Here’s the tax alert! This benefit is also partially taxed, so 10% is withheld from each payment, which means you’ll get $450 per week. Yes, it’s also considered income, and, yes, you’ll get a T4A tax information slip.
The simplified Employment Insurance (EI) program
Employment Insurance is a non-pandemic benefit — it’s money people can access if they’re laid off, or meet other conditions that make them unable to work. But with the simplified EI program, the benefit is easier to access and provides more support, and it was extended for a year as of September 2021. Workers need the same amount of insurable hours — 420 — to qualify for EI benefits no matter where they live (although the number of weeks of income support does depend on each region’s unemployment rate).
Here’s the tax alert! You guessed it: EI benefits are considered income so you’ll get a T4E slip known as the Statement of Employment Insurance and Other Benefits.
That’s it for taxable pandemic-related benefits that you may need to consider when you file. We did want to take a quick moment to point out a couple of non-taxable benefits.
Canada Workers Benefit (CWB)
This is yet another benefit that has been updated and extended beyond 2021: the CWB provides a refundable tax credit to help Canadians who are working but earn a low income. The program expanded eligibility to people making the following incomes:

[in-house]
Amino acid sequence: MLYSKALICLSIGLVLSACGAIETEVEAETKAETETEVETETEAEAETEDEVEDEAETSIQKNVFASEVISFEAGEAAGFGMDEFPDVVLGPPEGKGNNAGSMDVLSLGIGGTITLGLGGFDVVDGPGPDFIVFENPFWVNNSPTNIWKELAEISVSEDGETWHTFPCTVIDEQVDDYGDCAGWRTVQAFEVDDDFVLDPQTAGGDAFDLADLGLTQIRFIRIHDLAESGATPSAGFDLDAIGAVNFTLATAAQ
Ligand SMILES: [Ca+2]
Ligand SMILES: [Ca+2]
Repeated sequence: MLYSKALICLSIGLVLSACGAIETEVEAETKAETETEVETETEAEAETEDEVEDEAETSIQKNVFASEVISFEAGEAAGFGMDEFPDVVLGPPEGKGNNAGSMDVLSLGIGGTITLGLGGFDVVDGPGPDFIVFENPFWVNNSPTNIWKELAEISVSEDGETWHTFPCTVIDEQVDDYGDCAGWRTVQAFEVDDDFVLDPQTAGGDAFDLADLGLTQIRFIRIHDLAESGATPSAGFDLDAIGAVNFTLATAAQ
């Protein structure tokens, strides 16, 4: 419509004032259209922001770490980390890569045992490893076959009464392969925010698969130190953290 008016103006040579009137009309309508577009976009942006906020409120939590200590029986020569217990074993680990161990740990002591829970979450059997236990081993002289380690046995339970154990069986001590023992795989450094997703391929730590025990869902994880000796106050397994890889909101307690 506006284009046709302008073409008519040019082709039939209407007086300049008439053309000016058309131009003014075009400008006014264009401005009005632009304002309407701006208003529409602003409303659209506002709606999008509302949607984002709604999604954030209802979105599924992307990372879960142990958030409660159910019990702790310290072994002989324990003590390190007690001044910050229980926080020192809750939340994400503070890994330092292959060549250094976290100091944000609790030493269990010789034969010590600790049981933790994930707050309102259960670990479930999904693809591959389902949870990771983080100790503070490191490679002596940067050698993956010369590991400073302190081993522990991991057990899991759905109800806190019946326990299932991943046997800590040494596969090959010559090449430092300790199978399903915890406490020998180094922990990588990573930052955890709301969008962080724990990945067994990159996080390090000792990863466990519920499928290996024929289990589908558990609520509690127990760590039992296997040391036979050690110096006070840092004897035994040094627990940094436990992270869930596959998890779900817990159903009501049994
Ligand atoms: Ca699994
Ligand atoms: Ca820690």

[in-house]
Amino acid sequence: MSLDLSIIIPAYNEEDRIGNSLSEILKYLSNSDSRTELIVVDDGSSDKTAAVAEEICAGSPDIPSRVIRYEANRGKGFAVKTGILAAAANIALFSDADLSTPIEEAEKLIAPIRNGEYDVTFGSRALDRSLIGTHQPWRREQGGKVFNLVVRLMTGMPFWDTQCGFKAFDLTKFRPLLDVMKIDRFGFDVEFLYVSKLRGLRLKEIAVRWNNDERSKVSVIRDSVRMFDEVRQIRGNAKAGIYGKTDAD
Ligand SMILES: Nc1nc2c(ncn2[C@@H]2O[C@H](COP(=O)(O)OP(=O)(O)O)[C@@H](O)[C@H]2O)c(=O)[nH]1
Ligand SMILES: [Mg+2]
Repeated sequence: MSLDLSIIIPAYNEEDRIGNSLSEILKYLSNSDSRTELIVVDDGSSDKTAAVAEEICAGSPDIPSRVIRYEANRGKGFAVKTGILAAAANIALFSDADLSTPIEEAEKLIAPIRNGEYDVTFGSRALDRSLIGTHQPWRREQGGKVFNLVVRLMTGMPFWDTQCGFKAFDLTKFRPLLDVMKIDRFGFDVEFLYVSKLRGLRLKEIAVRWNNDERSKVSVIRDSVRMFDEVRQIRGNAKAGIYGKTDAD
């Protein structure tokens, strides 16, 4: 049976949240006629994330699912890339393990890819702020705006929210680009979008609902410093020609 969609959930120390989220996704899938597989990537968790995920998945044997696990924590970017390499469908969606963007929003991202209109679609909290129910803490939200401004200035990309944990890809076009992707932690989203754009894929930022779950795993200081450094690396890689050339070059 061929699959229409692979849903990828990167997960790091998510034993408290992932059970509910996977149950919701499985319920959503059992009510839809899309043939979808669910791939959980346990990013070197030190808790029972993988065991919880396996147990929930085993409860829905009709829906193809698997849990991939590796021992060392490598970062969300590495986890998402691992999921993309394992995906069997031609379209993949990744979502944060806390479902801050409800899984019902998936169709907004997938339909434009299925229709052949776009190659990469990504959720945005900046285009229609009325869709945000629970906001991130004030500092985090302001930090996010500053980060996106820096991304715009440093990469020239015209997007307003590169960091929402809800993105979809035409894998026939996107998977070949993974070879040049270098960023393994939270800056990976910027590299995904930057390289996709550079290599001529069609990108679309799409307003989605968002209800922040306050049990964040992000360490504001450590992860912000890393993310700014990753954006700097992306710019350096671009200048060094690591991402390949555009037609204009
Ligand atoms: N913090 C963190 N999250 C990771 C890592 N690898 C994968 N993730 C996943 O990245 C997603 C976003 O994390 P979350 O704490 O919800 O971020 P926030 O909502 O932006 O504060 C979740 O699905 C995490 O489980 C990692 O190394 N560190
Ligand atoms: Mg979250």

$32,244 for single individuals, without kids.
$42,197 for families (which includes single parents and couples with or without children).
If that’s you, you’re now eligible for a tax credit of:
$1,395 for workers who are single and don’t have kids.
$2,403 for workers with families.
(*The income thresholds are different if you live in Alberta, Quebec, or Nunavut; you can view those here.)
There are other benefits that you can claim when you file your taxes, like the Goods and Services Tax/Harmonized Sales Tax (GST/HST) Credit, the Canada Child Benefit, and the Guaranteed Income Supplement for low-income Canadians 65 and over. You have to file your taxes to get these benefits.
OK, that’s it! Those are all the new(ish) pandemic-related benefits you need to keep in mind when you file your 2021 taxes. Speaking of, you’ll be able to file your taxes beginning this month — and remember, the earlier you file your taxes, the faster you’ll get your refund, provided you’re eligible. If you’re eager to start filing, Wealthsimple Tax is ready to help, so grab your slips. Filing taxes yourself probably is way less confusing and awful than you think.
Renee Sylvestre-Williams is a finance and money journalist who covers the topic for the Globe and Mail, Ontario Securities Commission and MoneySense. She is also the creator of The Budgette, a newsletter focused on sole earner finances.